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8/29/2018 4:22 pm  #1


Imagination as a perfect guide to possibility

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I was thinking about modal knowledge after reading a bunch of things about Husserl and his eidetic reduction,
It seems to me that "if we can imagine X, then X is possible" is clearly true. I fail to see how to form qualia in our mind could make us see an impossible word, even by mixing any of them.

So I tried to think about some counter-example, and I could found only one; a Penrose triangle:

https://www.illusionsindex.org/images/illusions/penrose-triangle/PenroseTriangle.jpg


But I'm not so sure, even if he's one of the so-called "impossible objects". Maybe some non-euclidean space could accodomate it?

What then is wrong: 1) the infaillibility of imagination as modal guide or 2) the impossibility of this figure?

I would bet on 2, but I'm curious about your views.

Last edited by Ouros (8/29/2018 4:22 pm)

 

8/29/2018 9:05 pm  #2


Re: Imagination as a perfect guide to possibility

When you imagine a Penrose triangle, what are you imagining?

On the one hand, clearly you can imagine that the world is such that you see such a thing. For this world is such a world. But then "such a thing" is just a particular two-dimensional image. So this isn't what we mean when we put forth the Penrose triangle as something imaginable but impossible.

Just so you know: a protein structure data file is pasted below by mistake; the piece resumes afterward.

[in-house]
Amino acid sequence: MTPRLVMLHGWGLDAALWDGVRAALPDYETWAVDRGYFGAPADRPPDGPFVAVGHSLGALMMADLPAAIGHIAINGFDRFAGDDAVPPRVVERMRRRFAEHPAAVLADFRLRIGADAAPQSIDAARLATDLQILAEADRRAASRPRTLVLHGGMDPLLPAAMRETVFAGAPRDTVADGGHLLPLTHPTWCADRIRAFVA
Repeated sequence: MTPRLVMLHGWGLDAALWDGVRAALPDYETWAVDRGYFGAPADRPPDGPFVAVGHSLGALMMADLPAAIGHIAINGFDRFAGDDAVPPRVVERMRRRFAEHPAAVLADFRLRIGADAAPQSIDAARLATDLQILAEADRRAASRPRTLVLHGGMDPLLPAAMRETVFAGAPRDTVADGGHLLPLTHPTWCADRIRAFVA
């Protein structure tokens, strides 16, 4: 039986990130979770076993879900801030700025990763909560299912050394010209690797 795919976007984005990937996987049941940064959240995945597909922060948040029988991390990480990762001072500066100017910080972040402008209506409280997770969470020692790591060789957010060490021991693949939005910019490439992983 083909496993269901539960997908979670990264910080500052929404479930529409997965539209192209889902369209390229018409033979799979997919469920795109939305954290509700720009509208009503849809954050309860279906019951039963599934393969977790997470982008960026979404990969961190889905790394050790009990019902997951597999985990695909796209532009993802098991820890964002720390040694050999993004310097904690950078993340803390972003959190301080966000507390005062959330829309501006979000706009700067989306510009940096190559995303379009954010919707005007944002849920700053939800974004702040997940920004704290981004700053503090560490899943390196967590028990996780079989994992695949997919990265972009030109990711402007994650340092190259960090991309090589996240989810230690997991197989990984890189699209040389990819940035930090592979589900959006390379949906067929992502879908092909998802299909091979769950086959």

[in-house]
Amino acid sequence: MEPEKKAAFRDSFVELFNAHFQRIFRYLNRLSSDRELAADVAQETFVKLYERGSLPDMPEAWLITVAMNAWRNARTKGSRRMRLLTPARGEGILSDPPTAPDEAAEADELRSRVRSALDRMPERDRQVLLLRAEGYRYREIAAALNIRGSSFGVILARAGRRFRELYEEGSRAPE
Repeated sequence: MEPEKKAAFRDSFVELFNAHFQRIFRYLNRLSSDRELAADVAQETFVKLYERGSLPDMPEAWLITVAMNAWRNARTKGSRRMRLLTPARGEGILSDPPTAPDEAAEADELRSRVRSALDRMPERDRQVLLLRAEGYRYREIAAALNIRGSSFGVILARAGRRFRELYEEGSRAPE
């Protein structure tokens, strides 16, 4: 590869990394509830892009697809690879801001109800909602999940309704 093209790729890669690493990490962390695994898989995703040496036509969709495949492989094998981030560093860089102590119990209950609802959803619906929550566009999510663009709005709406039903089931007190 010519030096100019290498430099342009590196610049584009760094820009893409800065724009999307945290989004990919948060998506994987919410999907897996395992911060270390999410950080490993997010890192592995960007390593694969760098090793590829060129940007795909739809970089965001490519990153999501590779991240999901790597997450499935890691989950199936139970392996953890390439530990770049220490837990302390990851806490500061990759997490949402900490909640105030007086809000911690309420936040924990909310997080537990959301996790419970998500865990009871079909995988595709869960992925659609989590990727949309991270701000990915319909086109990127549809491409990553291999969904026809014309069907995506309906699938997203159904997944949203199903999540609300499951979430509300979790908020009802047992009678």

What is meant is that if we see the Penrose triangle as a three-dimensional object--as we are inclined to see it, by seeing the shading as suggesting variations of depth and shadow, and by seeing each of the acute (in the two-dimensional representation) angles as right angles--then we are seeing it as something which is impossible. And that seems to be correct. The three "sides" of the Penrose triangle could not each be perpendicular to the others and form a triangle as the image impresses they do. (Though it should be possible in non-Euclidean space.)

 

8/29/2018 9:31 pm  #3


Re: Imagination as a perfect guide to possibility

In fact, here's what happens to a Penrose triangle in reality:
https://upload.wikimedia.org/wikipedia/commons/thumb/3/38/Perth_Impossible_Triangle.jpg/500px-Perth_Impossible_Triangle.jpg

Last edited by RomanJoe (9/07/2018 9:03 pm)

 

8/30/2018 10:18 am  #4


Re: Imagination as a perfect guide to possibility

Greg wrote:

(Though it should be possible in non-Euclidean space.)

(As I think about it, though, when we typically imagine it, we are imagining it in Euclidean space.)

Here are some other candidates for impossible yet imaginable things. I can imagine that the Morning Star and the Evening Star were not identical. I can imagine that human beings speak unsystematic gibberish instead of their usual languages, yet go about their lives just as we do. I can imagine that water lack some of the chemical properties it has (say, those due to its polarity, like its cohesiveness--I can imagine, for instance, that water were more like non-polar liquids in not forming or forming less stable droplets).

 

9/07/2018 11:02 am  #5


Re: Imagination as a perfect guide to possibility

My intuition is that "if we can imagine X, then X is possible" is clearly false.  Although I think a lot hangs on the definition of imagine.

For example I can imagine a woman who just had a hysterectomy giving birth to a child in 10 months.  That's biologically impossible.

I can imagine a Hydrogen atom with 4 protons.  That's physically impossible.

I can imagine Russel and Whitehead being correct that mathematics is derivative of logic.  But that is logically impossible.

I can imagine an Acorn growing into a Rosebush.  That is metaphysically impossible (on a standard reading of essentialist metaphysics).

I don't see any reason to think that imagination is a guide to possibility.  Does anyone other than Marxists, for example, think a classless utopia is possible just because it has been dreamt up?

 

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